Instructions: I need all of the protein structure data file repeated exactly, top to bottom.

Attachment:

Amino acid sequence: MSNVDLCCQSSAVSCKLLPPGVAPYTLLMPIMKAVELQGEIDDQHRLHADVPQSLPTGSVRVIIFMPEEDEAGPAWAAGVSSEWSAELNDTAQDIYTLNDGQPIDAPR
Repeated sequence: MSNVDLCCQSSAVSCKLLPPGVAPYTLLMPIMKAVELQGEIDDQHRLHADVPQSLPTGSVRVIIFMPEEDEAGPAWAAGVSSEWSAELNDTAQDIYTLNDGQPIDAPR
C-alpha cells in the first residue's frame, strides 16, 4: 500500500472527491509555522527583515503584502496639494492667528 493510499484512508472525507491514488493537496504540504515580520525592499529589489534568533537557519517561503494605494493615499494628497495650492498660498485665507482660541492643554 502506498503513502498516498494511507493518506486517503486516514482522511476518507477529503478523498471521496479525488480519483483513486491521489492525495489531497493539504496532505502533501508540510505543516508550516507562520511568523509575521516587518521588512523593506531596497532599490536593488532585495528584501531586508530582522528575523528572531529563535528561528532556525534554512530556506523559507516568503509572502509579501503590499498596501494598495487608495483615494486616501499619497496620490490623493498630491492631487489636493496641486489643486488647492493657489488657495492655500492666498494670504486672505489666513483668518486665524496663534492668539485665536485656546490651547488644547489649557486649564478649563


Amino acid sequence: MSNVDLCCQSSAVSCKLLPPGVAPYTLLMPIMKAVELQGEIDDQHRLHADVPQSLPTGSVRVIIFMPEEDEAGPAWAAGVSSEWSAELNDTAQDIYTLNDGQPIDAPR
Repeated sequence: MSNVDLCCQSSAVSCKLLPPGVAPYTLLMPIMKAVELQGEIDDQHRLHADVPQSLPTGSVRVIIFMPEEDEAGPAWAAGVSSEWSAELNDTAQDIYTLNDGQPIDAPR
C-alpha cells in the first residue's frame, strides 16, 4: 500500500472527491509555522527583515503584502496639494492667528 493510499484512508472525507491514488493537496504540504515580520525592499529589489534568533537557519517561503494605494493615499494628497495650492498660498485665507482660541492643554 502506498503513502498516498494511507493518506486517503486516514482522511476518507477529503478523498471521496479525488480519483483513486491521489492525495489531497493539504496532505502533501508540510505543516508550516507562520511568523509575521516587518521588512523593506531596497532599490536593488532585495528584501531586508530582522528575523528572531529563535528561528532556525534554512530556506523559507516568503509572502509579501503590499498596501494598495487608495483615494486616501499619497496620490490623493498630491492631487489636493496641486489643486488647492493657489488657495492655500492666498494670504486672505489666513483668518486665524496663534492668539485665536485656546490651547488644547489649557486649564478649563